16 ILC commentary reproduced in Crawford (n 1) 283 at (8); Rayfuse, R, ‘Countermeasures and High Seas Fisheries Enforcement’ (2004) 51 Netherlands International Law Review 41, 49.

17 ILC commentary reproduced in Crawford (n 1) 283 at (8).

18 ibid 305 at (6).

19 Tams, C, Enforcing Obligations Erga Omnes in International Law (CUP, Cambridge, 2005) 231 (emphasis added).

20 ILC commentary reproduced in Crawford (n 1) 302–5; Tarns (n 19) 209–28.

21 ibid.The ILC commentary cites eight such episodes, Tams cites 13.

22 Rayfuse, (n 7) 49.

23 ibid 64.

24 ibid 55 and 59; FSA cited at (n 8).

25 ILC Commentary to Art 42(b)(i) and Art 48(1)(b) of the Articles on State Responsibility (n 2), reproduced in Crawford (n 1) 259 at (12) and 278 (10).

26 Cannizzaro, (n 1) 913–14.

27 Fisheries Jurisdiction Case (Spain v Canada) [1993] ICJ Reports 432, 433–44, para 20.

28 See, eg, Baird, R, ‘CCAMLR Initiatives to Counter Flag State Non-Enforcement in Southern Ocean Fisheries’ (2006) VUW Law Review 733, 745–6; the North East Atlantic Fisheries Commission port State scheme has also been described as a ‘success story’: NEAF Commission, Report of the Permanent Committee on Control and Enforcement (11–12 Oct 2005), 8 and 36 (available at <http://www.neafc.org/reports/peccoe/docs/peccoe_oct-2005.pdf>).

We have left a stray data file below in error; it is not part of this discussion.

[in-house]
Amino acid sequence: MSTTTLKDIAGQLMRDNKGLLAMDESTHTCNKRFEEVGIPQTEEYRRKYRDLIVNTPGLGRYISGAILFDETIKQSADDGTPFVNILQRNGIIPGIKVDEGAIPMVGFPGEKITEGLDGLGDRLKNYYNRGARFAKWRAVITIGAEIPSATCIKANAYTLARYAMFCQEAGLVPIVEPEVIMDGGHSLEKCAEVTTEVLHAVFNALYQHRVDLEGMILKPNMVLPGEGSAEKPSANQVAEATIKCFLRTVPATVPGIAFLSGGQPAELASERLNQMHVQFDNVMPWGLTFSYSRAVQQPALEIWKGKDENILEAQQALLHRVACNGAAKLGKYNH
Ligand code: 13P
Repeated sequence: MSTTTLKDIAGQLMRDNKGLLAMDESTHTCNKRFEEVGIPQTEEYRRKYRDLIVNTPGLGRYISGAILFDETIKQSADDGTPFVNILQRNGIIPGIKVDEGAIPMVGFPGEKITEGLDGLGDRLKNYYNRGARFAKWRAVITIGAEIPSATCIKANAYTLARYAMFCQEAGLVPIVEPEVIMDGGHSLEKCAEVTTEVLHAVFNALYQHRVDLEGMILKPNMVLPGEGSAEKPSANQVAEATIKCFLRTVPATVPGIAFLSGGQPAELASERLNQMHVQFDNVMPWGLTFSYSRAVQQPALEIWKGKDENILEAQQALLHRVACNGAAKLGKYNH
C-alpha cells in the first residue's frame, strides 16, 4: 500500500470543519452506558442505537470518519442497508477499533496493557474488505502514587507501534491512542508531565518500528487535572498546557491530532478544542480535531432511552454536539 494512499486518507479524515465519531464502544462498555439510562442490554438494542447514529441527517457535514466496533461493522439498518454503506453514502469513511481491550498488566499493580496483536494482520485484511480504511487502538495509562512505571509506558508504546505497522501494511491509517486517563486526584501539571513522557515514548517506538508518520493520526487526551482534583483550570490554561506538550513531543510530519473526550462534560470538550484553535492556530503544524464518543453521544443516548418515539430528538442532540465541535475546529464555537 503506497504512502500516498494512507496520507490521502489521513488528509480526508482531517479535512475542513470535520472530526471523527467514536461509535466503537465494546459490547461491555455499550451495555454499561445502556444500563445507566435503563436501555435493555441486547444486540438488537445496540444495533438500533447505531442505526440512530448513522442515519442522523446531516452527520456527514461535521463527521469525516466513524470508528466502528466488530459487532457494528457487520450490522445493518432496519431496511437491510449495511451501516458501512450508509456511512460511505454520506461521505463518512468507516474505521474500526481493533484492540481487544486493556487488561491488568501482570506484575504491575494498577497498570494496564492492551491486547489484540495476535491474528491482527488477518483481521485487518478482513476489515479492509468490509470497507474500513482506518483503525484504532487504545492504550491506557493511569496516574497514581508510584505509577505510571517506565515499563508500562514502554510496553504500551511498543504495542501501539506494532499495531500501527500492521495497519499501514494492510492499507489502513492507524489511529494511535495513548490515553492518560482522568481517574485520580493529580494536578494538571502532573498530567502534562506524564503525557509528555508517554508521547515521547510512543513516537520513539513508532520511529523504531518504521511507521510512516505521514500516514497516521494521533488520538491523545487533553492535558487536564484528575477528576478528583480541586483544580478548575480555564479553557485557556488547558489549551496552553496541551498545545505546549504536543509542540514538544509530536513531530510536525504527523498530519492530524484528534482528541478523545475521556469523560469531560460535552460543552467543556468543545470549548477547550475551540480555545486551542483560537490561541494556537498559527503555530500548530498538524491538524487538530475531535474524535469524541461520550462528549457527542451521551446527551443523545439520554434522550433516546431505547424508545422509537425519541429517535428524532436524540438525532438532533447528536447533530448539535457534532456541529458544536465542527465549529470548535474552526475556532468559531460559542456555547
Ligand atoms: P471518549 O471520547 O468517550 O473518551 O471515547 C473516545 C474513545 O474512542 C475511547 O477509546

29 Baird, (n 28) 740.

31 See, eg, the Commission for the Conservation of Antarctic Marine Living Resources' website <http://www.ccamlr.Org/pu/e/gen-intro.htm>.

32 Regarding surveillance of the North Pacific Anadromous Fish Commission area, see 2005 Report of the Secretary of State of Commerce to the Congress of the United States concerning US actions taken on foreign large-scale high seas driftnet fishing (National Oceanic & Atmospheric Administration, Washington DC, 2005) 4 (copy on file with author).